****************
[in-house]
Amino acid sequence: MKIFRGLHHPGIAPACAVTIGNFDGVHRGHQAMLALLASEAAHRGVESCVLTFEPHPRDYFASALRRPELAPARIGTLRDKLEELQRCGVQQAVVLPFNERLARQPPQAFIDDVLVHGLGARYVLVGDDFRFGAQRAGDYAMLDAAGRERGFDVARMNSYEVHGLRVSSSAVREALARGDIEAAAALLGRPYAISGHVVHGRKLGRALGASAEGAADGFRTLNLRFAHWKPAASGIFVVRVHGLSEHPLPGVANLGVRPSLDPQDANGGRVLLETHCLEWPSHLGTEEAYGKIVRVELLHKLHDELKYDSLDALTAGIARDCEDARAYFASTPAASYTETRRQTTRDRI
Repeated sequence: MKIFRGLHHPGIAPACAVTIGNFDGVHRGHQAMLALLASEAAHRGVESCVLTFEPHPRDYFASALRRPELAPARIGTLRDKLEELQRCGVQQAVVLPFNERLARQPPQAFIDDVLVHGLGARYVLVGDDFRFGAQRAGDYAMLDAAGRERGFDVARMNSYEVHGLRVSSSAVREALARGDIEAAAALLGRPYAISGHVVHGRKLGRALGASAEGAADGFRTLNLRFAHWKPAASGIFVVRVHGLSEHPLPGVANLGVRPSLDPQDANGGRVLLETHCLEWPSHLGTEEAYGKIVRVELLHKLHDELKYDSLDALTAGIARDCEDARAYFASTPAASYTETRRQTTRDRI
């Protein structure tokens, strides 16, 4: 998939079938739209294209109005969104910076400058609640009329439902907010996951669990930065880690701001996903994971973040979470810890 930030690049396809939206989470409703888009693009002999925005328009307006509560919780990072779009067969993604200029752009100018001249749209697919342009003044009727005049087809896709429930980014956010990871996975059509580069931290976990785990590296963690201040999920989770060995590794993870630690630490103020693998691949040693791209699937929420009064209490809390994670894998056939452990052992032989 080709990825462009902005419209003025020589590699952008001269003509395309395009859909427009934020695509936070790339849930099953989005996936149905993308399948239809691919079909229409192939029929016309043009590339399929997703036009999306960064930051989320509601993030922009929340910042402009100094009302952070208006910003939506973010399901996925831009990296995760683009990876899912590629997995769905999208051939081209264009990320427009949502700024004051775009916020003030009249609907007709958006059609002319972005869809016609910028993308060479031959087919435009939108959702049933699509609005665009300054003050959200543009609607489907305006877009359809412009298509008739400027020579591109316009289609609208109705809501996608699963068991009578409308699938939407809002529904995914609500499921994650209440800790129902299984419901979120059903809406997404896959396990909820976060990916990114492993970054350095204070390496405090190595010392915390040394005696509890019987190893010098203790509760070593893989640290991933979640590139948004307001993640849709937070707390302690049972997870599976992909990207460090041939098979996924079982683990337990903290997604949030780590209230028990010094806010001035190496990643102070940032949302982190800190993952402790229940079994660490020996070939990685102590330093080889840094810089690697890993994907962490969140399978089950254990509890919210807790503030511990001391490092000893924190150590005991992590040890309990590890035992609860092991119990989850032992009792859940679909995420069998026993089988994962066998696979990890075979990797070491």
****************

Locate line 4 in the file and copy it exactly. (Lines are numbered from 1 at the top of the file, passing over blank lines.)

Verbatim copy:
């Protein structure tokens, strides 16, 4: 998939079938739209294209109005969104910076400058609640009329439902907010996951669990930065880690701001996903994971973040979470810890 930030690049396809939206989470409703888009693009002999925005328009307006509560919780990072779009067969993604200029752009100018001249749209697919342009003044009727005049087809896709429930980014956010990871996975059509580069931290976990785990590296963690201040999920989770060995590794993870630690630490103020693998691949040693791209699937929420009064209490809390994670894998056939452990052992032989 080709990825462009902005419209003025020589590699952008001269003509395309395009859909427009934020695509936070790339849930099953989005996936149905993308399948239809691919079909229409192939029929016309043009590339399929997703036009999306960064930051989320509601993030922009929340910042402009100094009302952070208006910003939506973010399901996925831009990296995760683009990876899912590629997995769905999208051939081209264009990320427009949502700024004051775009916020003030009249609907007709958006059609002319972005869809016609910028993308060479031959087919435009939108959702049933699509609005665009300054003050959200543009609607489907305006877009359809412009298509008739400027020579591109316009289609609208109705809501996608699963068991009578409308699938939407809002529904995914609500499921994650209440800790129902299984419901979120059903809406997404896959396990909820976060990916990114492993970054350095204070390496405090190595010392915390040394005696509890019987190893010098203790509760070593893989640290991933979640590139948004307001993640849709937070707390302690049972997870599976992909990207460090041939098979996924079982683990337990903290997604949030780590209230028990010094806010001035190496990643102070940032949302982190800190993952402790229940079994660490020996070939990685102590330093080889840094810089690697890993994907962490969140399978089950254990509890919210807790503030511990001391490092000893924190150590005991992590040890309990590890035992609860092991119990989850032992009792859940679909995420069998026993089988994962066998696979990890075979990797070491």